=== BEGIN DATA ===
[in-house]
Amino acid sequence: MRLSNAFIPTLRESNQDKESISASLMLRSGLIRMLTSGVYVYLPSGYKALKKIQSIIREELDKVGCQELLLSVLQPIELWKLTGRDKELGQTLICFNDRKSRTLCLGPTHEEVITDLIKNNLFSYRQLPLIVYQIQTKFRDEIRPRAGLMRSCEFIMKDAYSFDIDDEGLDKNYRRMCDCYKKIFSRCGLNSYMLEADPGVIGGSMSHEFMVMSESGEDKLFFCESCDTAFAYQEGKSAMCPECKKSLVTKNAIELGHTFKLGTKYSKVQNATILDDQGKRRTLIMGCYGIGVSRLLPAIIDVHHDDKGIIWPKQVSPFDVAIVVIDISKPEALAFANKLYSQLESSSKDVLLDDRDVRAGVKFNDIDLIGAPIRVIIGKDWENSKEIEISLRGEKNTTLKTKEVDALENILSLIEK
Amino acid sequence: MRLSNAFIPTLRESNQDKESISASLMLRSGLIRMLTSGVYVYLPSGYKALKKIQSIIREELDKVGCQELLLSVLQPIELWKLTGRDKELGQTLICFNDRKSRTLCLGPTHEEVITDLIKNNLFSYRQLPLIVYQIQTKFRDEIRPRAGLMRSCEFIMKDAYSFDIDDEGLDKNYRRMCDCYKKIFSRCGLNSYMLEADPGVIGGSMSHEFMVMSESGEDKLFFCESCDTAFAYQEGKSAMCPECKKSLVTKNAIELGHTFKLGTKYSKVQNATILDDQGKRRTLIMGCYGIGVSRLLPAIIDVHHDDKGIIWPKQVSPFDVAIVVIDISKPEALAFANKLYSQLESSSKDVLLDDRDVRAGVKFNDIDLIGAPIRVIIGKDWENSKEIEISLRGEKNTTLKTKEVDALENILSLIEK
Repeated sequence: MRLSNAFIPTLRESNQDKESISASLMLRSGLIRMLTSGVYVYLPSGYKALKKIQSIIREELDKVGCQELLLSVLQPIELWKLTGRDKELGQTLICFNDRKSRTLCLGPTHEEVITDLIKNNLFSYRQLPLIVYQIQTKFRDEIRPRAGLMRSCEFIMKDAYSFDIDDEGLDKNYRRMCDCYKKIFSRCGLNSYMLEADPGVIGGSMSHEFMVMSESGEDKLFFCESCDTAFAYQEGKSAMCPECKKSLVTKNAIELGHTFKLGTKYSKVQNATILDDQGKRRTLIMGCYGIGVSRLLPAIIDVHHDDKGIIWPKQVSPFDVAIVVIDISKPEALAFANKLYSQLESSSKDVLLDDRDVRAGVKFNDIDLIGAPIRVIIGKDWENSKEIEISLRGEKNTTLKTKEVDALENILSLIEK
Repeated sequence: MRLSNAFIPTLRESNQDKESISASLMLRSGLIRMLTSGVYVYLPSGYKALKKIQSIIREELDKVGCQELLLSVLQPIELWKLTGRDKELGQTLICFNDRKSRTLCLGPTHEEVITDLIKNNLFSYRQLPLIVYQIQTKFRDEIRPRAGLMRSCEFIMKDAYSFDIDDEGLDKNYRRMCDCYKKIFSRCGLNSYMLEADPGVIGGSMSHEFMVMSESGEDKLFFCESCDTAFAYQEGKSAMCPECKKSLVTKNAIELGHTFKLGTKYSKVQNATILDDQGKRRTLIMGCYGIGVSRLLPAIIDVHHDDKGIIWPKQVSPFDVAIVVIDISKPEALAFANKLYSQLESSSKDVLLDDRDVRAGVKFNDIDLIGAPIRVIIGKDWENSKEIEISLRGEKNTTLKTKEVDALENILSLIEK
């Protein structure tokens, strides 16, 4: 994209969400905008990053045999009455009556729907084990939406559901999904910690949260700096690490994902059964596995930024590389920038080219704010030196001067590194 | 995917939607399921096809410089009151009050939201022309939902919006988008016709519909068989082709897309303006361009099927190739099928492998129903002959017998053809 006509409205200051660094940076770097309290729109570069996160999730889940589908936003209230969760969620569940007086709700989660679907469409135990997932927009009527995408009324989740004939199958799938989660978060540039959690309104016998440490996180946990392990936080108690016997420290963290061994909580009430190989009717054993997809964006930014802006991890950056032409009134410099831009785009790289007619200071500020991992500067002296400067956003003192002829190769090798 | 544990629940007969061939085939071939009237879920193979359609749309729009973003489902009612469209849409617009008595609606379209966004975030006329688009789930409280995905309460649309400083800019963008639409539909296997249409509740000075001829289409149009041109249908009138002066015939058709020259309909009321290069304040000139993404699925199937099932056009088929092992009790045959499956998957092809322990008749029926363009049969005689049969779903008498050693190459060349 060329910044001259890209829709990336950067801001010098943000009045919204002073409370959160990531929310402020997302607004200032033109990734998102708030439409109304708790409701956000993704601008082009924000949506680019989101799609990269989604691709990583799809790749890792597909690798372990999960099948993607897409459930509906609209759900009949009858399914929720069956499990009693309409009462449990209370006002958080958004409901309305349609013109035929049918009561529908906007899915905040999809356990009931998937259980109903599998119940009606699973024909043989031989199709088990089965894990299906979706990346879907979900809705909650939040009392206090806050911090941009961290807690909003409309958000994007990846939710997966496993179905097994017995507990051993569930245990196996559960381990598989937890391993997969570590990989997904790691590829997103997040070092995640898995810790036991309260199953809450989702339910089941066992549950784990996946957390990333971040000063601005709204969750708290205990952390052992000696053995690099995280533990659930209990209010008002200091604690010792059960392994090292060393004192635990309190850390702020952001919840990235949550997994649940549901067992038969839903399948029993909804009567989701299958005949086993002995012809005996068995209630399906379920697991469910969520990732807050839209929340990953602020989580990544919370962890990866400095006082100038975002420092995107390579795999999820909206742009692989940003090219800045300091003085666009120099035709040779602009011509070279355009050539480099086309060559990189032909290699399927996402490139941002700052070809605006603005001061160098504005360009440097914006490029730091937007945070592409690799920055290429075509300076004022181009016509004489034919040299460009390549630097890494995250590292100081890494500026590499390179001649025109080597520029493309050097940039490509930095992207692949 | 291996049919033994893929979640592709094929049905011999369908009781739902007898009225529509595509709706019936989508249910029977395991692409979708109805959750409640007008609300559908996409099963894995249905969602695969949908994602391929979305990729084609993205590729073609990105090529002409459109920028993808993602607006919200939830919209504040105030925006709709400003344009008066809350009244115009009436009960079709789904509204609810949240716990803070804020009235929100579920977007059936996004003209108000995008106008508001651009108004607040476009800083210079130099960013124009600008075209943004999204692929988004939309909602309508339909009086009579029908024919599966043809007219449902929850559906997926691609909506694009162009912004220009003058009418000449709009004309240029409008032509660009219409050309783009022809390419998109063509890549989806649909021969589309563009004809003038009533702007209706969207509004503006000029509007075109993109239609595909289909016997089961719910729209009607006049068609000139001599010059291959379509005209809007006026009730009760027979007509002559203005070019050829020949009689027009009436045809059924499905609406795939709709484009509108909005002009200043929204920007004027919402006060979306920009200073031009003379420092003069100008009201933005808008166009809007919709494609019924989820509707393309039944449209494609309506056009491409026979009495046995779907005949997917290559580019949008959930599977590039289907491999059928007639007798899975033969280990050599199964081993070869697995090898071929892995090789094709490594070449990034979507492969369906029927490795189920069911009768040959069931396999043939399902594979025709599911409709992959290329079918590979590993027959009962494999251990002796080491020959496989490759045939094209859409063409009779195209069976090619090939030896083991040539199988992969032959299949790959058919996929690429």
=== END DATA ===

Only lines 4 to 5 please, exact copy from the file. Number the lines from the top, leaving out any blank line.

Repeated sequence: MRLSNAFIPTLRESNQDKESISASLMLRSGLIRMLTSGVYVYLPSGYKALKKIQSIIREELDKVGCQELLLSVLQPIELWKLTGRDKELGQTLICFNDRKSRTLCLGPTHEEVITDLIKNNLFSYRQLPLIVYQIQTKFRDEIRPRAGLMRSCEFIMKDAYSFDIDDEGLDKNYRRMCDCYKKIFSRCGLNSYMLEADPGVIGGSMSHEFMVMSESGEDKLFFCESCDTAFAYQEGKSAMCPECKKSLVTKNAIELGHTFKLGTKYSKVQNATILDDQGKRRTLIMGCYGIGVSRLLPAIIDVHHDDKGIIWPKQVSPFDVAIVVIDISKPEALAFANKLYSQLESSSKDVLLDDRDVRAGVKFNDIDLIGAPIRVIIGKDWENSKEIEISLRGEKNTTLKTKEVDALENILSLIEK
Repeated sequence: MRLSNAFIPTLRESNQDKESISASLMLRSGLIRMLTSGVYVYLPSGYKALKKIQSIIREELDKVGCQELLLSVLQPIELWKLTGRDKELGQTLICFNDRKSRTLCLGPTHEEVITDLIKNNLFSYRQLPLIVYQIQTKFRDEIRPRAGLMRSCEFIMKDAYSFDIDDEGLDKNYRRMCDCYKKIFSRCGLNSYMLEADPGVIGGSMSHEFMVMSESGEDKLFFCESCDTAFAYQEGKSAMCPECKKSLVTKNAIELGHTFKLGTKYSKVQNATILDDQGKRRTLIMGCYGIGVSRLLPAIIDVHHDDKGIIWPKQVSPFDVAIVVIDISKPEALAFANKLYSQLESSSKDVLLDDRDVRAGVKFNDIDLIGAPIRVIIGKDWENSKEIEISLRGEKNTTLKTKEVDALENILSLIEK